“I know my husband wanted to help bring peace and freedom to the people of South Vietnam. I know he kept that goal in the forefront as he performed his mission. In his absence, his family did what we could do — to help bring peace and freedom to one family — in his honor.”
Her husband was presumed dead in October 1980.
As an activist, Foley led efforts to obtain information under the Freedom of Information Act, exploring avenues on behalf of almost 2,500 U.S. military personnel listed as missing in action and unaccounted for.
"I want the men accounted for and if they are alive, I want them brought home,” she said in a 1993 newspaper profile.
Republished in full are two Huffman columns:
MOM A DEAR FRIEND, INSPIRING TEACHER
By Dale Huffman
Published May 8, 1994
Kevin Richard Foley was 6 years old at the time, and the pressures of life were getting to him. His father had gone off to war and never returned. He was the youngest of five children vying for attention from mother, and he felt no one cared.
So he ran away from home.
"I got to the end of our street and I sat down on the sidewalk and pouted," he said. "I would have gone on - but heck, I wasn't allowed to cross the street."
Soon his mother, Betty Foley, arrived. She sat beside him on the curb and put an arm around him.
"She told me that she knew things were sometimes frantic and busy at our house, and that maybe she didn't always show enough attention to each of the kids. But she held me close, and said she loved me, and we went and got a chocolate shake at Dairy Queen and the world was OK again."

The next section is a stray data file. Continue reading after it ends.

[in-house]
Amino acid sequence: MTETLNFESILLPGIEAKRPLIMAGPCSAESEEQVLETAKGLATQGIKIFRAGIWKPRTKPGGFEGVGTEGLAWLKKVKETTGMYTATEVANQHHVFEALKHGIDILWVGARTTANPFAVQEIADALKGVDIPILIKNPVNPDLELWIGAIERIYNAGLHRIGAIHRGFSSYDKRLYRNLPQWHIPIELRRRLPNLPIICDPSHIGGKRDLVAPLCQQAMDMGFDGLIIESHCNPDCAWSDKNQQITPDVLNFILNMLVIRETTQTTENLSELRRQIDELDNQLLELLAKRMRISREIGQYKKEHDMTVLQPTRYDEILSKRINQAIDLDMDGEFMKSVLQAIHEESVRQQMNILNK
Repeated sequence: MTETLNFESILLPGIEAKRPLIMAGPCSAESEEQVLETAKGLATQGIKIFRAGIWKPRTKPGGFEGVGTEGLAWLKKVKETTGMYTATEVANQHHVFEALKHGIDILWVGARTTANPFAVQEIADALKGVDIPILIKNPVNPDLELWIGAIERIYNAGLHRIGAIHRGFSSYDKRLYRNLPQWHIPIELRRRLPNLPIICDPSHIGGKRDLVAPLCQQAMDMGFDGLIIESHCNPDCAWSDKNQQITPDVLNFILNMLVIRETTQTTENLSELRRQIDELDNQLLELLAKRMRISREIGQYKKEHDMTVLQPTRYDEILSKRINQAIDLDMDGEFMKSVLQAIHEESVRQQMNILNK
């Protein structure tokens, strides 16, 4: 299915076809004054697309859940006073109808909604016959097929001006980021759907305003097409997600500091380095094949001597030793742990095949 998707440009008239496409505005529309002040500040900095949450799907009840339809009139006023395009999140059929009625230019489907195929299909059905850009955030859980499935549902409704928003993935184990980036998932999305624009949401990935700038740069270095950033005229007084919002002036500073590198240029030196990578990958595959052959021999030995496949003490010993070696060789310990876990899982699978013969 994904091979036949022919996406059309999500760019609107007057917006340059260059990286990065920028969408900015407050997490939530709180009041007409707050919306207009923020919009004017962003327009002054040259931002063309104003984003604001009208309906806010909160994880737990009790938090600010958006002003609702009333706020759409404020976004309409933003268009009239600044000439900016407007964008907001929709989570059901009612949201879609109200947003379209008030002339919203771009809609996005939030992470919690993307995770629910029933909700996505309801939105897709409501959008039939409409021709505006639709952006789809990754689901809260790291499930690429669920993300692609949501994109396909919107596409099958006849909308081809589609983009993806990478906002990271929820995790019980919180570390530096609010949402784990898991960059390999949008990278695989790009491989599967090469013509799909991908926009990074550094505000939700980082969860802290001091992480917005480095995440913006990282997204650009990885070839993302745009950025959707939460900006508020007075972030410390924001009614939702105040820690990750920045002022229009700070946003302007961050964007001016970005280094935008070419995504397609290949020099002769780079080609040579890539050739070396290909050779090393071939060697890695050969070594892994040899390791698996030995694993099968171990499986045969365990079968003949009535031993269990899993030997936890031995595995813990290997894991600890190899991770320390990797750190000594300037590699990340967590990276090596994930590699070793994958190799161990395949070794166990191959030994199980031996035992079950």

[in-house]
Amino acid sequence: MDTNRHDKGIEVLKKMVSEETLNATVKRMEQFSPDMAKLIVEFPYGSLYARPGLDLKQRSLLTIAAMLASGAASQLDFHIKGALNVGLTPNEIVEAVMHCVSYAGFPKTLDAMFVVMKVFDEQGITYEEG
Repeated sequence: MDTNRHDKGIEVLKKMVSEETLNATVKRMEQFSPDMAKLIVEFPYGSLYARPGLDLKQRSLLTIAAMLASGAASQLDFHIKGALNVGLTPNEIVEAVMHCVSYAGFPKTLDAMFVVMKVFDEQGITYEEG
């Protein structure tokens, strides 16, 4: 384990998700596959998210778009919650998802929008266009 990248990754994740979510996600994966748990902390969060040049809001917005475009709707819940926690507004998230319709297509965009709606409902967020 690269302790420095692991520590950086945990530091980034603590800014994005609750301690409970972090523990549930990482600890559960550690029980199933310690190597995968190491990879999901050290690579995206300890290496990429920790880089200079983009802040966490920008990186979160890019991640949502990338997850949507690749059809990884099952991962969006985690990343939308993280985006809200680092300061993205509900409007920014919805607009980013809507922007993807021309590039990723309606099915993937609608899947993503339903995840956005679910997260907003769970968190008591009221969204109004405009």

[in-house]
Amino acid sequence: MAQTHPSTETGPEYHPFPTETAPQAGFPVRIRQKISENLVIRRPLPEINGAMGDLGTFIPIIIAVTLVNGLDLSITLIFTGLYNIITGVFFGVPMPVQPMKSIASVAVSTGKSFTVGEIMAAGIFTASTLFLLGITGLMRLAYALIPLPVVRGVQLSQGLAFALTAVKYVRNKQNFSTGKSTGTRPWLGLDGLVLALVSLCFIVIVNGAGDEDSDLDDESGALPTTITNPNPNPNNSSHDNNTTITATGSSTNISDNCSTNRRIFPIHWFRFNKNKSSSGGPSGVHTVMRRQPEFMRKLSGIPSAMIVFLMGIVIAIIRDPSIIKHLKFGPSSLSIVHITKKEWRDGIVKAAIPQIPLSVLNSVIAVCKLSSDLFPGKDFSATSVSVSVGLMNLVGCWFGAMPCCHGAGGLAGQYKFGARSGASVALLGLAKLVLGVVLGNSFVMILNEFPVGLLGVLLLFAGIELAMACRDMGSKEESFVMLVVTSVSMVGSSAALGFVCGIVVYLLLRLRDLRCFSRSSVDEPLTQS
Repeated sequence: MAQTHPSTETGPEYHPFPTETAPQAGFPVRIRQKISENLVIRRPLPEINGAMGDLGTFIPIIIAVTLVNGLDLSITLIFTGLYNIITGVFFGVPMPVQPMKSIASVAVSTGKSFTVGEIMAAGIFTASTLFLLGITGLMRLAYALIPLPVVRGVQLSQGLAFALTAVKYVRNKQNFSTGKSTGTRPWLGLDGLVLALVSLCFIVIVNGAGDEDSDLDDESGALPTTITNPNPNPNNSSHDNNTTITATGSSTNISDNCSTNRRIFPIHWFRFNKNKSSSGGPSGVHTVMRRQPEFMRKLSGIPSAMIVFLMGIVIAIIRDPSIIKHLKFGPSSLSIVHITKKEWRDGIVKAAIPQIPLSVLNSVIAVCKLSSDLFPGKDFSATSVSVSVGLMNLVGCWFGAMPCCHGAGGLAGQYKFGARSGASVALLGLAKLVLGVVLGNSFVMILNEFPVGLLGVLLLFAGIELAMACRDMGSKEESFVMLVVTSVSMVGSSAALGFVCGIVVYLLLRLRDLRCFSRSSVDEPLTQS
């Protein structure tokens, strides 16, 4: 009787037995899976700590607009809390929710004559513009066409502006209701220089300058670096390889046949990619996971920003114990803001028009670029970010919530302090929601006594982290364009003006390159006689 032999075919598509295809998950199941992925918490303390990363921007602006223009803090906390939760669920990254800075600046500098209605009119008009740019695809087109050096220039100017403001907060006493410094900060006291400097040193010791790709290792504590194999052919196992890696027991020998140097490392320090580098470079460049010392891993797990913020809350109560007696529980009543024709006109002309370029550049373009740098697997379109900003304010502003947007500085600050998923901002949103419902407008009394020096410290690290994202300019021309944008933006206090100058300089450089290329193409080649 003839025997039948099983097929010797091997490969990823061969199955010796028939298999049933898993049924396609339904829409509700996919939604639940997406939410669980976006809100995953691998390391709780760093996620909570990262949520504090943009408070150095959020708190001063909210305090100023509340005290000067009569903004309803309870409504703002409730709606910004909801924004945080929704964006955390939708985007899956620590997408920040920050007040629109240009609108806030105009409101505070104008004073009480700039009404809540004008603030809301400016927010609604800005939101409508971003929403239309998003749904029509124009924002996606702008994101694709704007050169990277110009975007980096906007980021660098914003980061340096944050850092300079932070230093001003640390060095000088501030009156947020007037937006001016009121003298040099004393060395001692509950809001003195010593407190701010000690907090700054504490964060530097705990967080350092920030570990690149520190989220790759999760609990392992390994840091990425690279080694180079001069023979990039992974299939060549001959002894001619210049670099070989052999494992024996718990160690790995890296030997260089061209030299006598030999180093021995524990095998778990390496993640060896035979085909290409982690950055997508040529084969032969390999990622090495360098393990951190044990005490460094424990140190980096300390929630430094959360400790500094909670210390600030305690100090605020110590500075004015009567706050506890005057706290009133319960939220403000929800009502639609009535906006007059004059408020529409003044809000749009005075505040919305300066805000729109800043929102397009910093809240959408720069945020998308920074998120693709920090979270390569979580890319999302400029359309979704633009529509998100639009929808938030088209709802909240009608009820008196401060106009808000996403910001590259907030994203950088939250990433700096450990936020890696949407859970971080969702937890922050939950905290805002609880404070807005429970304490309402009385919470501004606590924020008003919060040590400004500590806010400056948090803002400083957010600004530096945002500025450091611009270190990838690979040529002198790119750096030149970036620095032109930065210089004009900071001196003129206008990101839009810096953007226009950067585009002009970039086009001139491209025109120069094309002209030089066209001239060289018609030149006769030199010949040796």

Kevin Foley is 27 now, and on April 12 he and his wife Jeanne became parents for the second time. New arrival Sean joined brother Kyle, who's 16 months old. "As my family grows it got me thinking about the responsibilities and challenges of parenthood," he said.
So he sat down and composed a letter nominating his mother for special honors.
"I realize it a lot more now. Being a mother requires the ability to manage not only your personal sanity, but also the daily tasks of creating a home where children take positive leadership," he wrote. "My mother has shown the ability to handle all that comes her way . . . giving birth to five children, losing her husband, struggling a lot, but being an inspiration and a teacher for us all. She is the greatest."
She did it alone
His mom, Mary Elizabeth (Betty) Foley is now 59, and still lives in the same Huber Heights home where she reared her five children. She did it alone after her husband, Brendon, an Air Force pilot, was shot down over Laos and declared missing in action in 1967 during the Vietnam War.
Kevin's letter worked. His mother is to be honored today as the Miami Valley Mother of the Year during a reception and dinner at Charley's Restaurant on Courthouse Square downtown at 1 p.m.
She choked up when told she had been selected from more than 1,500 mothers from all over the Miami Valley who had been nominated for the honor by loved ones.
'Quite an honor'
"I only did what I had to do. I only did the things that a mother does," she said. "This is quite a surprise. Quite an honor."
In addition to Kevin, Foley's children include Brendon Jr., 34, who is a single certified public accountant and lives in Columbus. Moira Foley Dressel, 33, is married to Fred and recently left her teaching job to raise Brian, 2, and Claire, 1, full time. Sheila Foley Murphy, 32, is a nurse practitioner and lives in Hartford, Conn., with her husband, Edward. Patricia Foley Turner, 31, is a certified public accountant and lives in Jamestown with her husband, Quint, and two children Luke, 3, and Caitlin, 20 months.
Foley said she is "delighted and ever so pleased" that her five children are so successful and happy.